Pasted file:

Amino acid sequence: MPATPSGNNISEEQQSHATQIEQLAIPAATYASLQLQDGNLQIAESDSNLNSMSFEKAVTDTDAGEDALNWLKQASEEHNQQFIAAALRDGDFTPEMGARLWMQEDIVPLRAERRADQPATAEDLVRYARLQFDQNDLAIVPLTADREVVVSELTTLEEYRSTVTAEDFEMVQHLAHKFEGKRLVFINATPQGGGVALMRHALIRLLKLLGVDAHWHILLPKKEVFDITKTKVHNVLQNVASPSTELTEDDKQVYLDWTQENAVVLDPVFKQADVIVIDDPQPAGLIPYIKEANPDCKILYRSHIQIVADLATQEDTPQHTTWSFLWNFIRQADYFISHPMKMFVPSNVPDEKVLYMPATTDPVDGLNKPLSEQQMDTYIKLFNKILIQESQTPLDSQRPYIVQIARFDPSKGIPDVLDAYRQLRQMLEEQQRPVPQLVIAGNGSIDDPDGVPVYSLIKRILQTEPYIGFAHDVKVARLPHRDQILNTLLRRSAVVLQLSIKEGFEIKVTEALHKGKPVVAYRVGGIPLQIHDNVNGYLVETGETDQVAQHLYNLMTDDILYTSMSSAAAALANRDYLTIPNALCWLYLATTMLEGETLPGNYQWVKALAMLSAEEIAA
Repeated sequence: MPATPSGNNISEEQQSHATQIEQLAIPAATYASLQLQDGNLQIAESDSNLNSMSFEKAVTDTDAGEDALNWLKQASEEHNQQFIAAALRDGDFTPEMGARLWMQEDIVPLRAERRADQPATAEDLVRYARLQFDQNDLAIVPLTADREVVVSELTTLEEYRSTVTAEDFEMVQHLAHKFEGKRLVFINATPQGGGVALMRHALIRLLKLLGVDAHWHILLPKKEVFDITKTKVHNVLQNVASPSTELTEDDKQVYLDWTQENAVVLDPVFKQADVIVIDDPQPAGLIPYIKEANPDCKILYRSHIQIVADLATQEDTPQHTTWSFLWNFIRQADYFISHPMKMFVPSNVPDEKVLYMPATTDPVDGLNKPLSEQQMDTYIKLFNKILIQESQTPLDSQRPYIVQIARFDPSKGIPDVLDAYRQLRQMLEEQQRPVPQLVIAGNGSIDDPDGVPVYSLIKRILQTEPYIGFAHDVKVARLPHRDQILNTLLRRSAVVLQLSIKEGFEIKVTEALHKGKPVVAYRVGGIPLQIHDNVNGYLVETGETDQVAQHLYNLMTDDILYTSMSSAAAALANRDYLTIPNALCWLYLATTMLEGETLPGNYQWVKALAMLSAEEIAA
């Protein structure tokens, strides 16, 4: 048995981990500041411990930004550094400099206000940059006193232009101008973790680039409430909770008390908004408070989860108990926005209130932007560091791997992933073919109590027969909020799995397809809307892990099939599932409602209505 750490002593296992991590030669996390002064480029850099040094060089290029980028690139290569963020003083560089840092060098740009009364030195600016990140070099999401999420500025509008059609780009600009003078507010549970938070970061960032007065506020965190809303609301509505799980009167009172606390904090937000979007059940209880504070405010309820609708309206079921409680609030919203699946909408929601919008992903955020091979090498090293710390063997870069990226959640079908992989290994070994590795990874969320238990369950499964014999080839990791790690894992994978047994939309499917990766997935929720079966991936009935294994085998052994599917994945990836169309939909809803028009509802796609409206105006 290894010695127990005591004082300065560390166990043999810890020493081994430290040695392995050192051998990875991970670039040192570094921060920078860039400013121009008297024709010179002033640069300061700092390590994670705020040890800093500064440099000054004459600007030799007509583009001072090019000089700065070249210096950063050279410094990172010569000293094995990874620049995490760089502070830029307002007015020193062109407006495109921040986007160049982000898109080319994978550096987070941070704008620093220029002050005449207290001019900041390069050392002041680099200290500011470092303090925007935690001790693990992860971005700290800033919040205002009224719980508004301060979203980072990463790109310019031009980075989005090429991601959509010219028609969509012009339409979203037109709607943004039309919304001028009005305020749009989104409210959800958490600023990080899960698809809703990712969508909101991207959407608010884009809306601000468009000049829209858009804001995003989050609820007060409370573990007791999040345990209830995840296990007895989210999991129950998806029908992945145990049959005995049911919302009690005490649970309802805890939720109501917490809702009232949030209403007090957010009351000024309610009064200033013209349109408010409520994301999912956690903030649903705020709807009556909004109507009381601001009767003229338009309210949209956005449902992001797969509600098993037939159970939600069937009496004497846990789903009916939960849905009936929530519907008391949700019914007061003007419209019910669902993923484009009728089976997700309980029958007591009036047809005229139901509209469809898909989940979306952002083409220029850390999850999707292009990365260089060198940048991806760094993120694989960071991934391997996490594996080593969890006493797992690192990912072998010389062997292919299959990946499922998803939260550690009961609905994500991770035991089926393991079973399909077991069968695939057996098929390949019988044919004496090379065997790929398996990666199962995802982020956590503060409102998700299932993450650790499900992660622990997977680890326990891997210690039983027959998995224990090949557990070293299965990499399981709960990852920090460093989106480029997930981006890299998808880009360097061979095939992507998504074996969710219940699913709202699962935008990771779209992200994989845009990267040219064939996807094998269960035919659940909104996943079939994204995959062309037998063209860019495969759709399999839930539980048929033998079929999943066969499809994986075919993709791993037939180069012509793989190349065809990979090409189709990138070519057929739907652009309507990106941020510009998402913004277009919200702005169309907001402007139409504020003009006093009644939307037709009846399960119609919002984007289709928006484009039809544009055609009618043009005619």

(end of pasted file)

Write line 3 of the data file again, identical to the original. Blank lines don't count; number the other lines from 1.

């Protein structure tokens, strides 16, 4: 048995981990500041411990930004550094400099206000940059006193232009101008973790680039409430909770008390908004408070989860108990926005209130932007560091791997992933073919109590027969909020799995397809809307892990099939599932409602209505 750490002593296992991590030669996390002064480029850099040094060089290029980028690139290569963020003083560089840092060098740009009364030195600016990140070099999401999420500025509008059609780009600009003078507010549970938070970061960032007065506020965190809303609301509505799980009167009172606390904090937000979007059940209880504070405010309820609708309206079921409680609030919203699946909408929601919008992903955020091979090498090293710390063997870069990226959640079908992989290994070994590795990874969320238990369950499964014999080839990791790690894992994978047994939309499917990766997935929720079966991936009935294994085998052994599917994945990836169309939909809803028009509802796609409206105006 290894010695127990005591004082300065560390166990043999810890020493081994430290040695392995050192051998990875991970670039040192570094921060920078860039400013121009008297024709010179002033640069300061700092390590994670705020040890800093500064440099000054004459600007030799007509583009001072090019000089700065070249210096950063050279410094990172010569000293094995990874620049995490760089502070830029307002007015020193062109407006495109921040986007160049982000898109080319994978550096987070941070704008620093220029002050005449207290001019900041390069050392002041680099200290500011470092303090925007935690001790693990992860971005700290800033919040205002009224719980508004301060979203980072990463790109310019031009980075989005090429991601959509010219028609969509012009339409979203037109709607943004039309919304001028009005305020749009989104409210959800958490600023990080899960698809809703990712969508909101991207959407608010884009809306601000468009000049829209858009804001995003989050609820007060409370573990007791999040345990209830995840296990007895989210999991129950998806029908992945145990049959005995049911919302009690005490649970309802805890939720109501917490809702009232949030209403007090957010009351000024309610009064200033013209349109408010409520994301999912956690903030649903705020709807009556909004109507009381601001009767003229338009309210949209956005449902992001797969509600098993037939159970939600069937009496004497846990789903009916939960849905009936929530519907008391949700019914007061003007419209019910669902993923484009009728089976997700309980029958007591009036047809005229139901509209469809898909989940979306952002083409220029850390999850999707292009990365260089060198940048991806760094993120694989960071991934391997996490594996080593969890006493797992690192990912072998010389062997292919299959990946499922998803939260550690009961609905994500991770035991089926393991079973399909077991069968695939057996098929390949019988044919004496090379065997790929398996990666199962995802982020956590503060409102998700299932993450650790499900992660622990997977680890326990891997210690039983027959998995224990090949557990070293299965990499399981709960990852920090460093989106480029997930981006890299998808880009360097061979095939992507998504074996969710219940699913709202699962935008990771779209992200994989845009990267040219064939996807094998269960035919659940909104996943079939994204995959062309037998063209860019495969759709399999839930539980048929033998079929999943066969499809994986075919993709791993037939180069012509793989190349065809990979090409189709990138070519057929739907652009309507990106941020510009998402913004277009919200702005169309907001402007139409504020003009006093009644939307037709009846399960119609919002984007289709928006484009039809544009055609009618043009005619």